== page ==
Public Advocacy: Missouri's Bright Futures
By Nora Carr
Nearly half of all schoolchildren attending U.S. public schools now live in poverty, a rate not seen since the 1960s, according to the Southern Education Foundation. These trends are particularly noticeable in the South and the West, where 53 and 50 percent of public school students are considered low income.
A recent study by the National Student Clearinghouse Research Center shows that poverty now outstrips race as the best predictor of college attendance and completion -- a first for the U.S., where race and ethnicity typically generate the most oppression and align most with the worst outcomes.
Confronted with a 61 percent poverty rate among its students and troubling high school dropout rates of 20 percent to 25 percent, Missouri’s Joplin Public Schools hired a new superintendent -- C.J. Huff -- and charged him with turning things around.
Even before the 2008 recession, the region had been hard hit by job loss, depressed wages, and overseas outsourcing as the community’s once-thriving mining operations shut down.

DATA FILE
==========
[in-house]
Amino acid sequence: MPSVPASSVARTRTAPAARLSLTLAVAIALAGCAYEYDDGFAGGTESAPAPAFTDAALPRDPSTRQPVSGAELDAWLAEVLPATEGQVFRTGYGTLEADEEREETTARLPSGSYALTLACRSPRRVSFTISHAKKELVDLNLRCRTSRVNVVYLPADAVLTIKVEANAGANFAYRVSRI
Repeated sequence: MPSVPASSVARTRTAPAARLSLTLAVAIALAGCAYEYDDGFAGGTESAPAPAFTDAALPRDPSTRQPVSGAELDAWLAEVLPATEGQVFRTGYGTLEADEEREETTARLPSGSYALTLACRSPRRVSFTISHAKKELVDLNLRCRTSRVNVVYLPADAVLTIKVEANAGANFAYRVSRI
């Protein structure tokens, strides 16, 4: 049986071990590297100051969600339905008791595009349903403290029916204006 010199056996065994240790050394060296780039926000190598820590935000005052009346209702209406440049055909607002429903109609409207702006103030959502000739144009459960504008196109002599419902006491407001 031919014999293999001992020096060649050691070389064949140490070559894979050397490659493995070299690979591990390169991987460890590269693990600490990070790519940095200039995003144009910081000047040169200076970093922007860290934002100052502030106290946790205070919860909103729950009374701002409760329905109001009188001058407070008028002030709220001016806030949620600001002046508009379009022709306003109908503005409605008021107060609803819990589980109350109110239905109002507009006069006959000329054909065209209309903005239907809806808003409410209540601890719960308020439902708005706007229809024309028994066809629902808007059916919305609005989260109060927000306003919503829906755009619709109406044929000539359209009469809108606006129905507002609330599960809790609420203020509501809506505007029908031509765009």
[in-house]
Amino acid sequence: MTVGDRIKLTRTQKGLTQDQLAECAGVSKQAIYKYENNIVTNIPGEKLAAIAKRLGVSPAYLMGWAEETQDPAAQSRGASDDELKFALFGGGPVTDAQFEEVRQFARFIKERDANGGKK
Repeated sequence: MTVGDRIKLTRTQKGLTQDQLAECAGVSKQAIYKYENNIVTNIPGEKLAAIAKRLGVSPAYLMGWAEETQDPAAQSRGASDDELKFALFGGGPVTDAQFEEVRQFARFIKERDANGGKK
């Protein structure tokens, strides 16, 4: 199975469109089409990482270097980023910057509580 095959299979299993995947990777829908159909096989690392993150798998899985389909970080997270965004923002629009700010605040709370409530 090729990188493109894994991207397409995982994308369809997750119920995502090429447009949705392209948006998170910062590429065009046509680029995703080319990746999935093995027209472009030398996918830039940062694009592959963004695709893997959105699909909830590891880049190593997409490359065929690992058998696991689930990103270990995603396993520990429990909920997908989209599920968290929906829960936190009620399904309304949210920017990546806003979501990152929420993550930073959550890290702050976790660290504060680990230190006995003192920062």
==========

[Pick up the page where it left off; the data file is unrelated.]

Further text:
Facing his community’s deeply rooted cultural legacies that placed little value on higher education and accepted high dropout rates as the norm, Huff knew educators couldn’t do the job alone. To get parents and extended family members more in sync with the demands of the new global economy, he was going to need help -- and lots of it.
A strong believer in community collaboration, Huff convened a forum of leaders from business, the faith community, and human service agencies in April 2010. The superintendent dubbed the meeting Bright Futures.
The 7,600-student district nestled in southwestern Missouri invited 200 local leaders. More than 150 showed up. “We told a lot of stories about our kids, and what they were going through,” says Huff. “We needed them to understand what was happening in our own community.”
What started out as an opportunity to inspire community action regarding low high school graduation rates soon turned into a public school revival meeting. Initially hoping to come away with a handful of well-placed volunteers willing to tackle the fledgling project, district officials were amazed when
47 community leaders offered to assist.
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